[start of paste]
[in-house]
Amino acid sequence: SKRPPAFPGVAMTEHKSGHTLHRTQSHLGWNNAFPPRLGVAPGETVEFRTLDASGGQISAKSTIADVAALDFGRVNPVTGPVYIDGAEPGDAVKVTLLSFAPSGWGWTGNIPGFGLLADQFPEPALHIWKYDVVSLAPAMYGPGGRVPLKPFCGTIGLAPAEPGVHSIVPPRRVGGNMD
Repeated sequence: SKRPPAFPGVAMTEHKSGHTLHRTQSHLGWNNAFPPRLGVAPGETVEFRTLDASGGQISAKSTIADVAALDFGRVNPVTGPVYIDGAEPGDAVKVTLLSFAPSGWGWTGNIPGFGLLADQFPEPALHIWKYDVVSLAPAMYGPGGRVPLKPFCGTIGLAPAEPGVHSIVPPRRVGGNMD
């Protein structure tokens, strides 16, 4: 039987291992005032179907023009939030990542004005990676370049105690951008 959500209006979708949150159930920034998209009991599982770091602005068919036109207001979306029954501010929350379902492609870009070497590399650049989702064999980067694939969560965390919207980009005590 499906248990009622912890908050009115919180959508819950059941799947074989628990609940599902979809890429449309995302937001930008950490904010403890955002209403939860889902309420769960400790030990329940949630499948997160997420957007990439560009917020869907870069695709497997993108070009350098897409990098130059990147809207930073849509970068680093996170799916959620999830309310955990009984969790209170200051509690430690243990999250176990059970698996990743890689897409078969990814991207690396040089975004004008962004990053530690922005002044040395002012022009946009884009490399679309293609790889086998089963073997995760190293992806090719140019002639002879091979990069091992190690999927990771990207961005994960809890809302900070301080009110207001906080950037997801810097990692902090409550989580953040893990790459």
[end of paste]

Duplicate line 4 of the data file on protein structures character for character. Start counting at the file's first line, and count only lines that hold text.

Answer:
């Protein structure tokens, strides 16, 4: 039987291992005032179907023009939030990542004005990676370049105690951008 959500209006979708949150159930920034998209009991599982770091602005068919036109207001979306029954501010929350379902492609870009070497590399650049989702064999980067694939969560965390919207980009005590 499906248990009622912890908050009115919180959508819950059941799947074989628990609940599902979809890429449309995302937001930008950490904010403890955002209403939860889902309420769960400790030990329940949630499948997160997420957007990439560009917020869907870069695709497997993108070009350098897409990098130059990147809207930073849509970068680093996170799916959620999830309310955990009984969790209170200051509690430690243990999250176990059970698996990743890689897409078969990814991207690396040089975004004008962004990053530690922005002044040395002012022009946009884009490399679309293609790889086998089963073997995760190293992806090719140019002639002879091979990069091992190690999927990771990207961005994960809890809302900070301080009110207001906080950037997801810097990692902090409550989580953040893990790459």